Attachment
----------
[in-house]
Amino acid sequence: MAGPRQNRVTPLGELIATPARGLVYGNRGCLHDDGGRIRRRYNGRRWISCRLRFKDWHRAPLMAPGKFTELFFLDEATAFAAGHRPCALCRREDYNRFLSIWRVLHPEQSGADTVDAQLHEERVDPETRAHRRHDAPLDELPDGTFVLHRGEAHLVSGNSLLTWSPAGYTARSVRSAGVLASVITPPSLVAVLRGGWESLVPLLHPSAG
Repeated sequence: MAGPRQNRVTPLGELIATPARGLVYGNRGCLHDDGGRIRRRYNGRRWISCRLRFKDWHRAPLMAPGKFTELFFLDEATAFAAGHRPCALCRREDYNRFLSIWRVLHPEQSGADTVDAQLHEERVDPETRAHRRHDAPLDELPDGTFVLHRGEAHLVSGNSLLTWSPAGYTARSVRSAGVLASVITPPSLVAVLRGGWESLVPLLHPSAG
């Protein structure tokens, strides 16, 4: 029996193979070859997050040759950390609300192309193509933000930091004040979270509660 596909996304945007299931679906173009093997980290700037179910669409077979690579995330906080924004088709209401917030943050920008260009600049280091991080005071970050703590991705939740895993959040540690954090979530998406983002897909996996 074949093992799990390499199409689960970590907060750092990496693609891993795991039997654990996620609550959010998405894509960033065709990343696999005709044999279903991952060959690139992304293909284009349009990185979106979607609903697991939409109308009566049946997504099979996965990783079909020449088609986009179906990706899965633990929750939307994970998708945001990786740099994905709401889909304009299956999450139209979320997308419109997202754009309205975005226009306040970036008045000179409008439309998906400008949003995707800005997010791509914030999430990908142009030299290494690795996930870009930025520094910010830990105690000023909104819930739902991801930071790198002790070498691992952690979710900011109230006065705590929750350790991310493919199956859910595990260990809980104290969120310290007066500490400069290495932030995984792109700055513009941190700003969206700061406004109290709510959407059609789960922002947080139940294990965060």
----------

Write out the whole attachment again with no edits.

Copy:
[in-house]
Amino acid sequence: MAGPRQNRVTPLGELIATPARGLVYGNRGCLHDDGGRIRRRYNGRRWISCRLRFKDWHRAPLMAPGKFTELFFLDEATAFAAGHRPCALCRREDYNRFLSIWRVLHPEQSGADTVDAQLHEERVDPETRAHRRHDAPLDELPDGTFVLHRGEAHLVSGNSLLTWSPAGYTARSVRSAGVLASVITPPSLVAVLRGGWESLVPLLHPSAG
Repeated sequence: MAGPRQNRVTPLGELIATPARGLVYGNRGCLHDDGGRIRRRYNGRRWISCRLRFKDWHRAPLMAPGKFTELFFLDEATAFAAGHRPCALCRREDYNRFLSIWRVLHPEQSGADTVDAQLHEERVDPETRAHRRHDAPLDELPDGTFVLHRGEAHLVSGNSLLTWSPAGYTARSVRSAGVLASVITPPSLVAVLRGGWESLVPLLHPSAG
């Protein structure tokens, strides 16, 4: 029996193979070859997050040759950390609300192309193509933000930091004040979270509660 596909996304945007299931679906173009093997980290700037179910669409077979690579995330906080924004088709209401917030943050920008260009600049280091991080005071970050703590991705939740895993959040540690954090979530998406983002897909996996 074949093992799990390499199409689960970590907060750092990496693609891993795991039997654990996620609550959010998405894509960033065709990343696999005709044999279903991952060959690139992304293909284009349009990185979106979607609903697991939409109308009566049946997504099979996965990783079909020449088609986009179906990706899965633990929750939307994970998708945001990786740099994905709401889909304009299956999450139209979320997308419109997202754009309205975005226009306040970036008045000179409008439309998906400008949003995707800005997010791509914030999430990908142009030299290494690795996930870009930025520094910010830990105690000023909104819930739902991801930071790198002790070498691992952690979710900011109230006065705590929750350790991310493919199956859910595990260990809980104290969120310290007066500490400069290495932030995984792109700055513009941190700003969206700061406004109290709510959407059609789960922002947080139940294990965060």